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Is Cold Calling Dead?
For professionals who dealt with consumers such as mortgage and real estate brokers, cold calling died years ago when the FTC launched the Do-Not-Call List. For business to business service cold calling is still a great method for reaching potential prospects. It is true that cold calling alone is not effective enough by itself. With the evolution of technology, cold calling needs to be viewed as another communication method alongside web, print, email, social networking, etc.
Since we are not a consumer oriented site, we focus on small business and mid size companies, and in both cases I argue that cold calling and the need for an outbound sales staff to pro-actively target accounts is in demand more than ever.
Cold calling, if executed well, is still a very cost-effective tool in communicating the business value of your products and services.
The problem with cold calling is that most organizations view the inside sales team as a one trick pony. Yes, they are supposed to make calls, engage with prospects, dial for dollars, etc. Maybe follow up with a mailer or an effective email campaign designed by the marketing department.
What we have noticed is that most organizations have marketing and sales operate in separate silos. Each silo works independently of one another. Management is engaged at the top of the pyramid, and the sales and marketing staff interact during trade shows and company events. The marketing department participates in trade shows, designs the generic mailer collaterals for each industry vertical solution. Maybe they write a few case studies on the product and how it is used in the industry. They provide a nice piece of collateral describing the features, benefits, etc.
The inside sales folks are then handed this material, they attend a training with the marketing department, and are left responsible for making outbound calls, sending collaterals using the Customer Relationship Management system and following with the prospects who attended the trade shows.
The problem with the above is timing. By the time marketing designs the case studies, draft the collateral and participates in the trade shows, the sales rep is presenting the old product use cases and last year’s generic case studies to the audience on the phone. The material that marketing produces in masses does not speak to the needs of individual clients and prospects, but rather to predefined demographics that management identified a year earlier.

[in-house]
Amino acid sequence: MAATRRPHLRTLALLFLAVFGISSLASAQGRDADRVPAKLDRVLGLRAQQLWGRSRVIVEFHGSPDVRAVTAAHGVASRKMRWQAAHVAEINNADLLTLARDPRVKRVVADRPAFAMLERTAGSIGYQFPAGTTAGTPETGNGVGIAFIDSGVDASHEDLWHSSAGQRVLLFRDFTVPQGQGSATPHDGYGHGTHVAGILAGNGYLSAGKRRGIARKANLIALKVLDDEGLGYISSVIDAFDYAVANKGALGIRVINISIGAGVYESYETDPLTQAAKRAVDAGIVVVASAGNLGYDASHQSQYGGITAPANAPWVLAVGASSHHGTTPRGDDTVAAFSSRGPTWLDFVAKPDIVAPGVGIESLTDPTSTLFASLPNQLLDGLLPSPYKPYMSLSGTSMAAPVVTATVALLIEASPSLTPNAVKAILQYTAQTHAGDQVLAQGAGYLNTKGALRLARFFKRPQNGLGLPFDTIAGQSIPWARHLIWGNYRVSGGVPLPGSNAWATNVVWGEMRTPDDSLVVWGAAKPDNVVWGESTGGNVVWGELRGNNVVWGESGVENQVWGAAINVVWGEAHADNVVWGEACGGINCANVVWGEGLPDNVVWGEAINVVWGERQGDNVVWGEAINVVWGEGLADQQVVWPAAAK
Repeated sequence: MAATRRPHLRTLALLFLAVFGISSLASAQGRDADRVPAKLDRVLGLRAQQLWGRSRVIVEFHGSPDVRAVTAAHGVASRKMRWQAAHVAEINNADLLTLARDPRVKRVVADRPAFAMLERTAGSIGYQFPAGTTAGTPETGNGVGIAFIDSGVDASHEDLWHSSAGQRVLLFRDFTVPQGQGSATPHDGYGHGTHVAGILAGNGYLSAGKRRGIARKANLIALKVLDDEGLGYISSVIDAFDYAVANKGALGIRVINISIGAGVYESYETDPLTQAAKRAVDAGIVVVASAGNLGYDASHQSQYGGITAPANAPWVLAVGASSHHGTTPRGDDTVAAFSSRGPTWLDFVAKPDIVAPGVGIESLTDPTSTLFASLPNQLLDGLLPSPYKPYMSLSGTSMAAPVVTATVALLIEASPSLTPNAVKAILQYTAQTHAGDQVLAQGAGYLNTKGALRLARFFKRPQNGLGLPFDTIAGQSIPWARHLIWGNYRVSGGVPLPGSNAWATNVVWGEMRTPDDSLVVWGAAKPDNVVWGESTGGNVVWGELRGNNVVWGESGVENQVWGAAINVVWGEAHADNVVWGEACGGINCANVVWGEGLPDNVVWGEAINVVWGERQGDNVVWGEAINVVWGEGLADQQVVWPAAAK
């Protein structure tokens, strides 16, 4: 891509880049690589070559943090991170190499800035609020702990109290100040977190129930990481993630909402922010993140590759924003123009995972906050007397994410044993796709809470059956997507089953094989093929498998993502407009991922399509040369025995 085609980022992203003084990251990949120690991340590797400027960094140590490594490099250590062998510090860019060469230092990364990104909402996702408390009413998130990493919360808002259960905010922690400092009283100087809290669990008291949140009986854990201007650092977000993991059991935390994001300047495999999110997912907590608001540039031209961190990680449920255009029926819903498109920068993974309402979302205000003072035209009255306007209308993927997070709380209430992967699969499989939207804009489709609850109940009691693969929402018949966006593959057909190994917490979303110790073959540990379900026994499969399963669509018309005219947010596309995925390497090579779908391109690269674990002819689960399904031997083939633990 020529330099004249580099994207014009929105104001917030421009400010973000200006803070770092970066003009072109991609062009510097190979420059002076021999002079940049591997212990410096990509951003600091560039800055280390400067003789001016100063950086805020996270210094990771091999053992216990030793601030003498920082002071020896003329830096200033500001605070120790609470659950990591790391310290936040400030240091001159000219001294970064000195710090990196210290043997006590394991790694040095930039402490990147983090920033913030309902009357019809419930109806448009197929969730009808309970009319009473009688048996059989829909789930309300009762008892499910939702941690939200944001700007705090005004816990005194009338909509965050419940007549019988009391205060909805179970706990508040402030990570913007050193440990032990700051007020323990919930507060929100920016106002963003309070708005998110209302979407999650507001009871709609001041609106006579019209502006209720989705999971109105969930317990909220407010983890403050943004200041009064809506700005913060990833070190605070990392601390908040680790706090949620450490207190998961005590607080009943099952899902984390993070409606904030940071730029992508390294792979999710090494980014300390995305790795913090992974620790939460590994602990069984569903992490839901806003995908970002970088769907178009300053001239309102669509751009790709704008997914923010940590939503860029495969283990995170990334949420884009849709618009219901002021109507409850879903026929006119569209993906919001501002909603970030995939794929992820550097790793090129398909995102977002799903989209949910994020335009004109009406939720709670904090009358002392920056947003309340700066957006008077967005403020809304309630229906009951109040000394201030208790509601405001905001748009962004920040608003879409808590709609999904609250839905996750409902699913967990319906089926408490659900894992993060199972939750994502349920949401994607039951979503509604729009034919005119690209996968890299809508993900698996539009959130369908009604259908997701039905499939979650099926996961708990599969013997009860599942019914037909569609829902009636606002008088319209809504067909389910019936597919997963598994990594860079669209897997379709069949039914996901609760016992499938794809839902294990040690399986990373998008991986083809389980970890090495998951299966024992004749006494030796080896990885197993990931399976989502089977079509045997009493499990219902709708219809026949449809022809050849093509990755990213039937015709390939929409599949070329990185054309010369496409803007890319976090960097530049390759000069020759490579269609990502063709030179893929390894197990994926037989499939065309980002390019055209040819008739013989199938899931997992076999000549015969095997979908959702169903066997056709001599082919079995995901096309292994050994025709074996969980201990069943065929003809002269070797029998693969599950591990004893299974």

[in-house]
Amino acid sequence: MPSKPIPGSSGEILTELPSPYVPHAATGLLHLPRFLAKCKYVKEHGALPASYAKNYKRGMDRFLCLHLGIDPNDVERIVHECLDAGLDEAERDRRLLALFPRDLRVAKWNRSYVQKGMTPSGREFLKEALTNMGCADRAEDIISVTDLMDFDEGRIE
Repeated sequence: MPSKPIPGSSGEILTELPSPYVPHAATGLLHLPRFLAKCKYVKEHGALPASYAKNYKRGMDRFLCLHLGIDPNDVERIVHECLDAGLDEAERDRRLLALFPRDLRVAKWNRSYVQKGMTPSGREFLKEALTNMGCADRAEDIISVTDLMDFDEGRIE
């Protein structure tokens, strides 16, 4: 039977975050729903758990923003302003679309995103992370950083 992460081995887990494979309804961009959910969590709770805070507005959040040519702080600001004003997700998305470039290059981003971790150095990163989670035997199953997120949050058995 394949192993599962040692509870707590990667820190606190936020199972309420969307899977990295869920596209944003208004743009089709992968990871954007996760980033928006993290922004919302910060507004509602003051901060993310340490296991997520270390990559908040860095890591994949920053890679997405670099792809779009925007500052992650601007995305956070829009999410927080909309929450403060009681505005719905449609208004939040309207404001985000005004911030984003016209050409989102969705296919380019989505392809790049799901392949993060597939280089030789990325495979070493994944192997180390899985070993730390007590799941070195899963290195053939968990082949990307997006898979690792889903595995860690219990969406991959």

This methodology may have worked in the past, but with the amount of information overload, SPAM blocking, filters, various gate keepers, and lack of participation in trade shows by customers due to the current economic meltdown and increased competition, I argue that this can no longer be an effective method in penetrating new business opportunities. This is the reason for the death of the sales man and the death of traditional marketing. Today I received a 50% discount coupon on attending Web 2.0 conference. This would have been unheard of 2 years ago. Simply going to conferences is a great way to inform your competition as to what your business is up to, but you no longer engage with prospects due to the budget costs.
The economic downturn has had an impact on turnover of staff and talent. This is the wrong approach. A huge turnover of talent in each firm, as they all struggle to meet the needs placed on them by the market, is a waist. Companies should think about the money they spend on recruiters and benefits, and retool the sales and marketing staff instead of replacing staff. We have seen this lead to the ultimate turnover of the executive team. The VP of sales or marketing gets replaced after he has replaced the sales reps and managers with little result. The new VP of sales gets on board and decides that the problem is the CRM system or the lack of outbound sales activity and cracks the whip on the sale staff. He or she fires half of the sales team and brings new bus load of ex-coworkers on the job. They each bring a new rolodex, a few trusted customers that result in some sales. For a few months they taste the success, and after those contacts and deals are depleted, they face the same dilemma as the previous team- lack of results, lots of hours and effort in trying to reach new prospects via trade shows, phone calls and email campaigns, and are later replaced again with a new team and a new rolodex.